The Hot Seat: Tim Clark

Published in The Music Network


How did you and your partner David Enthoven come together to create IE Music?

We met back in 1968, when I was with Island Records, the leading independent. And he was with EG, a really successful management company at the time. David managed King Crimson, Roxy Music, Emerson, Lake and Palmer — all of whom were signed to Island. He also managed T-Rex for a while. We worked together for the next eight years or so, until he took his acts off to Polydor for a shed- load of money. It was just through an extraordinary set of circumstances that we got together again in 1991. He had an office in West London and he wanted someone to help share the rent. I was also looking for an office. There was no intention of us actually going into partnership together. Of course, in hindsight, it was only a matter of time. He was managing Bryan Ferry at the time. Brian Eno approached us to do some work for him.

The real turning point was in 1994 when we were approached by Virgin to do an executive management role on Massive Attack. Massive Attack had a young manager who recognised he had little experience. And he wanted an experienced management team to help. Up to that point, David and I were just a couple of old farts. Almost overnight, Massive Attack turned us into “wise old gurus”. That really was the start of building a successful company.

Are you still signing artists?

Absolutely. In the last three or four months, we’ve taken on Duffy. We’re still looking. But in this day and age, you have to be incredibly picky, because it’s very difficult to break new acts. Will you be doing any business while you’re in Australia? Yes, we’ve got a small office in Sydney which is run by Dan Medland. We also have a joint venture with Inertia to find up-and- coming Australian talent and to manage that talent on a worldwide basis.

You also have a team in L.A.

It’s a small office. We have Josie Cliff, who has managed Robbie Williams for ten years. She’s a director in the company, and we really couldn’t operate without her. We also have David Russell who previously managed Sia and is now managing Duffy. All the people that are managing artists on our behalf actually started here in junior roles and in effect we trained them up.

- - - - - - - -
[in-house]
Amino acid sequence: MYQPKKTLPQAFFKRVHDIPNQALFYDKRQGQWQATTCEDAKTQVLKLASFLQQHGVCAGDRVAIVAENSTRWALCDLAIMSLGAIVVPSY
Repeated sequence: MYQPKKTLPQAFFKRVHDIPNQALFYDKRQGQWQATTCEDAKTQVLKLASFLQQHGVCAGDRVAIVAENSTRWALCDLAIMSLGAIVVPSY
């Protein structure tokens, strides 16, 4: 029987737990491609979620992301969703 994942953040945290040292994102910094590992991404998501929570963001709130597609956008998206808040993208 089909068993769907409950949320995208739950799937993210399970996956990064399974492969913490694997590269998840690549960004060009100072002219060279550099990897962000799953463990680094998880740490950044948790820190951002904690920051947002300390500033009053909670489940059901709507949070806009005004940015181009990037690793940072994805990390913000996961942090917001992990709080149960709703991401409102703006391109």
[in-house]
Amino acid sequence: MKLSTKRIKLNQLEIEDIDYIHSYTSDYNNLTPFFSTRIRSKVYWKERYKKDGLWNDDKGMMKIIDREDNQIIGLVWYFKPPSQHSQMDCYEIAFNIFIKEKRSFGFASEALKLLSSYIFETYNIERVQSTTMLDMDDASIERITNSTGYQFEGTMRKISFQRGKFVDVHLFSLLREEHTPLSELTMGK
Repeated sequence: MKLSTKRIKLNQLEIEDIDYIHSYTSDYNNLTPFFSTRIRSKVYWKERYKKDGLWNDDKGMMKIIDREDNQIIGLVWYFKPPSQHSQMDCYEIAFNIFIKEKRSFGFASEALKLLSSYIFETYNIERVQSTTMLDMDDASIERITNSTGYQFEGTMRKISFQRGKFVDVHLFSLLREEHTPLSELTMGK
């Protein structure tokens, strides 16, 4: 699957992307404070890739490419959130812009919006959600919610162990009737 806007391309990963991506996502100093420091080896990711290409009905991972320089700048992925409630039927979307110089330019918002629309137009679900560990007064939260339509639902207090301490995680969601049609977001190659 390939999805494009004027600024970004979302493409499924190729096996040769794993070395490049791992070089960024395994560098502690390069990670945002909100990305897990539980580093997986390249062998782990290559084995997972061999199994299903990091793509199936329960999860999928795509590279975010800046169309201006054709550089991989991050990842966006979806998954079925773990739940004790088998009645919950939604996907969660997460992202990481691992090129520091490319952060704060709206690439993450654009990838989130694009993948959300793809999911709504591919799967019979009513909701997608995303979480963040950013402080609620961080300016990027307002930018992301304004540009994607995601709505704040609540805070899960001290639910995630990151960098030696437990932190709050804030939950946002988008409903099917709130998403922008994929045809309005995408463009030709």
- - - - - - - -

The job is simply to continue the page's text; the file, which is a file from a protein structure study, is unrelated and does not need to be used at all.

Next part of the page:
At his peak, Robbie Williams was literally the biggest act in the world.

Well, I think he still is. The phenomenal Take That tour has showed just how popular not only Take That were, but Rob as an artist went down astoundingly well on all the dates. He is a huge star and he’s an ultimate gent. He’s a really thoughtful, considerate nice guy. And he’s pretty shrewd. [Take That’s 29- date mid-year U.K. tour grossed U.S $185,175,360 and sold 1,806,473 tickets].

You orchestrated the enormous Robbie Williams integrated deal with EMI back in 2002.

It was the first of its kind, certainly for its scale. How did you set about creating it? We knew that to most effectively promote a major artist we had to be in a position to look at all the potential streams of revenue in a really cohesive way. It meant that we wanted to be able to take decisions about recorded music and ticketing and live, and all the rest of it. This was really coming into the age of being able to bundle things. We recognised that if the record company felt they had ownership of an artist, that was going to be almost impossible to achieve. So the real emphasis on all of this was to strike a partnership deal with a record company, and to have the record company have an interest in all of the other revenue streams so they could work with us in exploiting all of those rights in a complementary fashion.

Robbie Williams is out of contract now. Having learned all the lessons we learned the first time around, we are now putting together a more sophisticated version of that deal we struck with EMI.

Are you looking at the majors, or are you looking at doing something independently?

We’re looking at both.

Are there plans for Robbie to come out here any time soon?

Not with Take That, but we certainly hope that Rob’s new album is released next year and that a tour will include Australia. ”

Word Magazine has an illustration of former EMI chairman Guy Hands about to detonate the “EMI” building with Robbie cowering behind it. The headline is “The man who broke the record industry.” Is he the guy who broke who the record industry?

No, he didn’t. Digital technology is what has changed our industry and is changing the economic model of our industry. And we have to get to grips with it. The major record companies have singularly failed in that respect. But it shouldn’t cause any wonder. In any revolution, it’s the big corporations that are the slowest to change. There are many exciting things happening because of digital technology. The only two things that matter to this industry are the artists and the fans. Everything in the middle actually has to justify their roles. Major record companies are probably the ones who need to change most.

Does Robbie always listen to your advice?

Of course. He doesn’t always take it, but we wouldn’t expect him to.

Tim Clark will be a guest speaker at the September 7-9 BigSound summit.

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